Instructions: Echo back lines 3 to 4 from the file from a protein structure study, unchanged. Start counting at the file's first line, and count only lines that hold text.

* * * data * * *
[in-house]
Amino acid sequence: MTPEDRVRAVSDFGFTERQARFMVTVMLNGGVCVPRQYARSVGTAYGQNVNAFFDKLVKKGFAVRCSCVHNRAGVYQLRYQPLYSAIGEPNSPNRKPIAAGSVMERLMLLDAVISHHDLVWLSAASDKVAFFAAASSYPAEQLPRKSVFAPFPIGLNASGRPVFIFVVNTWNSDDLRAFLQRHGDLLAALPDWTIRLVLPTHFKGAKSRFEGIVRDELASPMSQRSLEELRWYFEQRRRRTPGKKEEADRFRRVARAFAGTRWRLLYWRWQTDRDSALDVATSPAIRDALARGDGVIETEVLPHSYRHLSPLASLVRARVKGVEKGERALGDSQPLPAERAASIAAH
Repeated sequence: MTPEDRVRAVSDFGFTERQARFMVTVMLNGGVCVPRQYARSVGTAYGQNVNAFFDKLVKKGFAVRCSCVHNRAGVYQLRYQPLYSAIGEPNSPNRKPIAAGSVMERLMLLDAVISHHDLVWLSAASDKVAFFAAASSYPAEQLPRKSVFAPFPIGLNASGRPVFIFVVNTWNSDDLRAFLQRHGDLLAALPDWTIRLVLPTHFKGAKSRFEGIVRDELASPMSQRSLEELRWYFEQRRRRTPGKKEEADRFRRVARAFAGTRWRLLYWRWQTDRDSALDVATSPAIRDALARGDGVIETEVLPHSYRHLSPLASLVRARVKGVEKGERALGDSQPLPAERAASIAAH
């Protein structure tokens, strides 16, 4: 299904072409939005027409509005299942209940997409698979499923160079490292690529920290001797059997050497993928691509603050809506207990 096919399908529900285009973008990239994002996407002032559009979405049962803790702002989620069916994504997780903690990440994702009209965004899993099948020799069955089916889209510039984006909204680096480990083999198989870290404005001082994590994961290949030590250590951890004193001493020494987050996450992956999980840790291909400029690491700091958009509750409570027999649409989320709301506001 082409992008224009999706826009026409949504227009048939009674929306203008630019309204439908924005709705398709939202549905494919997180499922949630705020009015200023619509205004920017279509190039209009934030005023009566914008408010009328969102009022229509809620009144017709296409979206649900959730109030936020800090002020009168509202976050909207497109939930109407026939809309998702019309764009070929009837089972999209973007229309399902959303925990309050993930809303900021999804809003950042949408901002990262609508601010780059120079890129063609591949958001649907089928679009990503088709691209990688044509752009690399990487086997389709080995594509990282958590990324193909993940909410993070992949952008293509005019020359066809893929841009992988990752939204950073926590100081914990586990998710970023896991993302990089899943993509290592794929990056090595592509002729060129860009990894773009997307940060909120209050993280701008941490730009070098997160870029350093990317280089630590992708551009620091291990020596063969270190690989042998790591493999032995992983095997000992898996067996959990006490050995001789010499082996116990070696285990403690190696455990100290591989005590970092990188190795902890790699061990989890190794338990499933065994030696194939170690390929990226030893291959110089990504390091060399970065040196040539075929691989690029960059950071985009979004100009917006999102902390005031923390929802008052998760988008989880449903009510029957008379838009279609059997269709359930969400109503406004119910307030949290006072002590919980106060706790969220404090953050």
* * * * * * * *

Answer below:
Repeated sequence: MTPEDRVRAVSDFGFTERQARFMVTVMLNGGVCVPRQYARSVGTAYGQNVNAFFDKLVKKGFAVRCSCVHNRAGVYQLRYQPLYSAIGEPNSPNRKPIAAGSVMERLMLLDAVISHHDLVWLSAASDKVAFFAAASSYPAEQLPRKSVFAPFPIGLNASGRPVFIFVVNTWNSDDLRAFLQRHGDLLAALPDWTIRLVLPTHFKGAKSRFEGIVRDELASPMSQRSLEELRWYFEQRRRRTPGKKEEADRFRRVARAFAGTRWRLLYWRWQTDRDSALDVATSPAIRDALARGDGVIETEVLPHSYRHLSPLASLVRARVKGVEKGERALGDSQPLPAERAASIAAH
């Protein structure tokens, strides 16, 4: 299904072409939005027409509005299942209940997409698979499923160079490292690529920290001797059997050497993928691509603050809506207990 096919399908529900285009973008990239994002996407002032559009979405049962803790702002989620069916994504997780903690990440994702009209965004899993099948020799069955089916889209510039984006909204680096480990083999198989870290404005001082994590994961290949030590250590951890004193001493020494987050996450992956999980840790291909400029690491700091958009509750409570027999649409989320709301506001 082409992008224009999706826009026409949504227009048939009674929306203008630019309204439908924005709705398709939202549905494919997180499922949630705020009015200023619509205004920017279509190039209009934030005023009566914008408010009328969102009022229509809620009144017709296409979206649900959730109030936020800090002020009168509202976050909207497109939930109407026939809309998702019309764009070929009837089972999209973007229309399902959303925990309050993930809303900021999804809003950042949408901002990262609508601010780059120079890129063609591949958001649907089928679009990503088709691209990688044509752009690399990487086997389709080995594509990282958590990324193909993940909410993070992949952008293509005019020359066809893929841009992988990752939204950073926590100081914990586990998710970023896991993302990089899943993509290592794929990056090595592509002729060129860009990894773009997307940060909120209050993280701008941490730009070098997160870029350093990317280089630590992708551009620091291990020596063969270190690989042998790591493999032995992983095997000992898996067996959990006490050995001789010499082996116990070696285990403690190696455990100290591989005590970092990188190795902890790699061990989890190794338990499933065994030696194939170690390929990226030893291959110089990504390091060399970065040196040539075929691989690029960059950071985009979004100009917006999102902390005031923390929802008052998760988008989880449903009510029957008379838009279609059997269709359930969400109503406004119910307030949290006072002590919980106060706790969220404090953050």